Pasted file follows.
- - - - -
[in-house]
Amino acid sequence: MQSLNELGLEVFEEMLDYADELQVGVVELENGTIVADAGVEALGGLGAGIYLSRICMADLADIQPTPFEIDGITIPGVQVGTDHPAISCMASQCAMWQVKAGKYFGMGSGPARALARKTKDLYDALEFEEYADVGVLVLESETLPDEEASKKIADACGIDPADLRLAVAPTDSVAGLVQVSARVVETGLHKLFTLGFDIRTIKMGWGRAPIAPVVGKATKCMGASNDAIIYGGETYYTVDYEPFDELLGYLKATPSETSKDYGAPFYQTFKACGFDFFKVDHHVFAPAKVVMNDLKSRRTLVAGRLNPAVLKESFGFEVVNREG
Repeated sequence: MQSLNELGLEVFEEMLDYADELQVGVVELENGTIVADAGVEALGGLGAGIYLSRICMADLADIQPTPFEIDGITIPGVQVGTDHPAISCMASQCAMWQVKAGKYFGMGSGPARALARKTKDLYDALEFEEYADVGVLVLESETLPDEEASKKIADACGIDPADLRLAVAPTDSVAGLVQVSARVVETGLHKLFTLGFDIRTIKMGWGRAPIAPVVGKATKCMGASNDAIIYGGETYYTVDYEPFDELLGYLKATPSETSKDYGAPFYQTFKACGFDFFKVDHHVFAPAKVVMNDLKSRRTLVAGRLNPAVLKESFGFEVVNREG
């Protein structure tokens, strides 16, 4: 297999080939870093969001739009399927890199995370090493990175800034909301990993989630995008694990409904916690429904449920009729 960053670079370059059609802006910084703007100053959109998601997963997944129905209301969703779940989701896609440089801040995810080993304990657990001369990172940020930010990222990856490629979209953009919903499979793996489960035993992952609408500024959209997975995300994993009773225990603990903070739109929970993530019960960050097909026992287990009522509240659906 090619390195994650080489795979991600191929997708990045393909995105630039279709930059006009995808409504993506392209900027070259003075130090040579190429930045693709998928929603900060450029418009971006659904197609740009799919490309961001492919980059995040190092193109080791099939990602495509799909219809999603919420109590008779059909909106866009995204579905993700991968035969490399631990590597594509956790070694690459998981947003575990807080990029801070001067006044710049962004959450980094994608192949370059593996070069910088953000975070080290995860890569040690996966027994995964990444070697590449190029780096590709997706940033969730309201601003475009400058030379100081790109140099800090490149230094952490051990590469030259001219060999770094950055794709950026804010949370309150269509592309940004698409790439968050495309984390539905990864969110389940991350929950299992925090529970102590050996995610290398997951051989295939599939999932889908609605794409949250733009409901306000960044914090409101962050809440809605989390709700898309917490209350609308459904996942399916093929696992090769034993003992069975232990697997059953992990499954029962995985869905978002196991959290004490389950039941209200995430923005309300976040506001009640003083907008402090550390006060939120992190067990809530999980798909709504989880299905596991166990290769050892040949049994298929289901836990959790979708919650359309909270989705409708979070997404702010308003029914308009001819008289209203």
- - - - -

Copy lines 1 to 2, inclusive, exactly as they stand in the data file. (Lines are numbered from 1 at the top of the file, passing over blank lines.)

[in-house]
Amino acid sequence: MQSLNELGLEVFEEMLDYADELQVGVVELENGTIVADAGVEALGGLGAGIYLSRICMADLADIQPTPFEIDGITIPGVQVGTDHPAISCMASQCAMWQVKAGKYFGMGSGPARALARKTKDLYDALEFEEYADVGVLVLESETLPDEEASKKIADACGIDPADLRLAVAPTDSVAGLVQVSARVVETGLHKLFTLGFDIRTIKMGWGRAPIAPVVGKATKCMGASNDAIIYGGETYYTVDYEPFDELLGYLKATPSETSKDYGAPFYQTFKACGFDFFKVDHHVFAPAKVVMNDLKSRRTLVAGRLNPAVLKESFGFEVVNREG